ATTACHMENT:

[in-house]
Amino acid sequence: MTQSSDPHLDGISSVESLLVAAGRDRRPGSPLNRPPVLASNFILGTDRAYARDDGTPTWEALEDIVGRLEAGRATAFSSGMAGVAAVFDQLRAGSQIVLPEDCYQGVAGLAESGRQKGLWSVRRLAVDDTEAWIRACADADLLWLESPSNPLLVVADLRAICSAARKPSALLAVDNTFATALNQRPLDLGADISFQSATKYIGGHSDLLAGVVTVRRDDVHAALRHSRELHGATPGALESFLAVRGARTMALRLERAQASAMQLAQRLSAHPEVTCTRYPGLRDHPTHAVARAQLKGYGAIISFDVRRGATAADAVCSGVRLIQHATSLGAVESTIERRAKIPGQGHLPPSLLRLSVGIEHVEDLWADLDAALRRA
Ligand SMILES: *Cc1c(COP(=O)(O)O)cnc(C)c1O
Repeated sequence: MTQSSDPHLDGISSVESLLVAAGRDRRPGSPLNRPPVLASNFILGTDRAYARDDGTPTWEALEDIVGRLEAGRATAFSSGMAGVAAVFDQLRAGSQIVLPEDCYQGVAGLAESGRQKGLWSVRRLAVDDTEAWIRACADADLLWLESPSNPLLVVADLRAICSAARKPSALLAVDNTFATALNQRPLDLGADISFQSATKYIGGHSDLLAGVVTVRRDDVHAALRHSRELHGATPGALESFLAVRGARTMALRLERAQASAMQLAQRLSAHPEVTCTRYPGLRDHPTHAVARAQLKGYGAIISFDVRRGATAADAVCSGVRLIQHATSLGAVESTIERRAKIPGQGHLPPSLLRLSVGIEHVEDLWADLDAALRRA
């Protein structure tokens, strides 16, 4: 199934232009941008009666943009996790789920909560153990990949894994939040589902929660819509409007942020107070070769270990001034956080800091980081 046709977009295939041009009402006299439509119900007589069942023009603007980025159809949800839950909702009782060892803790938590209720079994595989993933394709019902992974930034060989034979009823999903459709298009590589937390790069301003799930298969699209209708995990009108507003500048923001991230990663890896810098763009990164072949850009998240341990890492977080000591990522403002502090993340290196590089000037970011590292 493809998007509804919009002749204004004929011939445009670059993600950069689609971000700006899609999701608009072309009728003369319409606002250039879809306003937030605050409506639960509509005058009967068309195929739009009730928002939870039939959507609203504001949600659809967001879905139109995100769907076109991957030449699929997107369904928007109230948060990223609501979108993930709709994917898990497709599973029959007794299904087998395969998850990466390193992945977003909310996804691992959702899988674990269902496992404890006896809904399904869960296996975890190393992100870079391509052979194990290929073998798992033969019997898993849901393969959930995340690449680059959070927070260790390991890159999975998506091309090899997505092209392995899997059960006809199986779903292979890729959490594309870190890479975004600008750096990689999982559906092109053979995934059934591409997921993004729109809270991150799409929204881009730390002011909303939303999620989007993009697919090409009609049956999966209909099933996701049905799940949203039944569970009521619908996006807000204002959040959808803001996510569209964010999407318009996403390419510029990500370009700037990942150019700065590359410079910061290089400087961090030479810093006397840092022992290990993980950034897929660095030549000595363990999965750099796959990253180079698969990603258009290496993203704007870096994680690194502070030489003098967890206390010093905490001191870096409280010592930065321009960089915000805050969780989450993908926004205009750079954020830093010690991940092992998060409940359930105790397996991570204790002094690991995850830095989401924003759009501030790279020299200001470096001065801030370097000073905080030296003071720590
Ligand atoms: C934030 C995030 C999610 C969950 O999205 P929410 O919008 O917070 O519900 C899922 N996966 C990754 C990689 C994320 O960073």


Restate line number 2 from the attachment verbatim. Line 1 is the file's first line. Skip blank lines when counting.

Amino acid sequence: MTQSSDPHLDGISSVESLLVAAGRDRRPGSPLNRPPVLASNFILGTDRAYARDDGTPTWEALEDIVGRLEAGRATAFSSGMAGVAAVFDQLRAGSQIVLPEDCYQGVAGLAESGRQKGLWSVRRLAVDDTEAWIRACADADLLWLESPSNPLLVVADLRAICSAARKPSALLAVDNTFATALNQRPLDLGADISFQSATKYIGGHSDLLAGVVTVRRDDVHAALRHSRELHGATPGALESFLAVRGARTMALRLERAQASAMQLAQRLSAHPEVTCTRYPGLRDHPTHAVARAQLKGYGAIISFDVRRGATAADAVCSGVRLIQHATSLGAVESTIERRAKIPGQGHLPPSLLRLSVGIEHVEDLWADLDAALRRA